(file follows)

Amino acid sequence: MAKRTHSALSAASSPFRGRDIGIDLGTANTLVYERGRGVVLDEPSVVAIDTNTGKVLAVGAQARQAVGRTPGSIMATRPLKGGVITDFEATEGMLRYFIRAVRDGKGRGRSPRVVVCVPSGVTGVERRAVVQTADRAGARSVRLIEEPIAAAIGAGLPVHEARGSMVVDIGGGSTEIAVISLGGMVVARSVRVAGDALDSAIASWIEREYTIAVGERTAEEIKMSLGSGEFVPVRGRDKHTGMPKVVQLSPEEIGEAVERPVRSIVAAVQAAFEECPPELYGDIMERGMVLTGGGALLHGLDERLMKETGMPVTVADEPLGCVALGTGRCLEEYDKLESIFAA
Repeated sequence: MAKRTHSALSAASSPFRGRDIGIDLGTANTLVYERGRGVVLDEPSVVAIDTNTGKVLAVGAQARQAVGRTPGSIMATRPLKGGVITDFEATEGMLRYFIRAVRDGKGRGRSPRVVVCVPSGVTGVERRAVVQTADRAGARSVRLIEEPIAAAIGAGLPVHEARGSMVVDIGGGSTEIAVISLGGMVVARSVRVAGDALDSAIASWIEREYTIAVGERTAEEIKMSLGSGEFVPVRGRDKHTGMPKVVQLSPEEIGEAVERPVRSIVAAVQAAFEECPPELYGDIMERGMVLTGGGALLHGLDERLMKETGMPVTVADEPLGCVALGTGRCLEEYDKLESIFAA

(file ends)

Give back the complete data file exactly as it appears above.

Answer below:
Amino acid sequence: MAKRTHSALSAASSPFRGRDIGIDLGTANTLVYERGRGVVLDEPSVVAIDTNTGKVLAVGAQARQAVGRTPGSIMATRPLKGGVITDFEATEGMLRYFIRAVRDGKGRGRSPRVVVCVPSGVTGVERRAVVQTADRAGARSVRLIEEPIAAAIGAGLPVHEARGSMVVDIGGGSTEIAVISLGGMVVARSVRVAGDALDSAIASWIEREYTIAVGERTAEEIKMSLGSGEFVPVRGRDKHTGMPKVVQLSPEEIGEAVERPVRSIVAAVQAAFEECPPELYGDIMERGMVLTGGGALLHGLDERLMKETGMPVTVADEPLGCVALGTGRCLEEYDKLESIFAA
Repeated sequence: MAKRTHSALSAASSPFRGRDIGIDLGTANTLVYERGRGVVLDEPSVVAIDTNTGKVLAVGAQARQAVGRTPGSIMATRPLKGGVITDFEATEGMLRYFIRAVRDGKGRGRSPRVVVCVPSGVTGVERRAVVQTADRAGARSVRLIEEPIAAAIGAGLPVHEARGSMVVDIGGGSTEIAVISLGGMVVARSVRVAGDALDSAIASWIEREYTIAVGERTAEEIKMSLGSGEFVPVRGRDKHTGMPKVVQLSPEEIGEAVERPVRSIVAAVQAAFEECPPELYGDIMERGMVLTGGGALLHGLDERLMKETGMPVTVADEPLGCVALGTGRCLEEYDKLESIFAA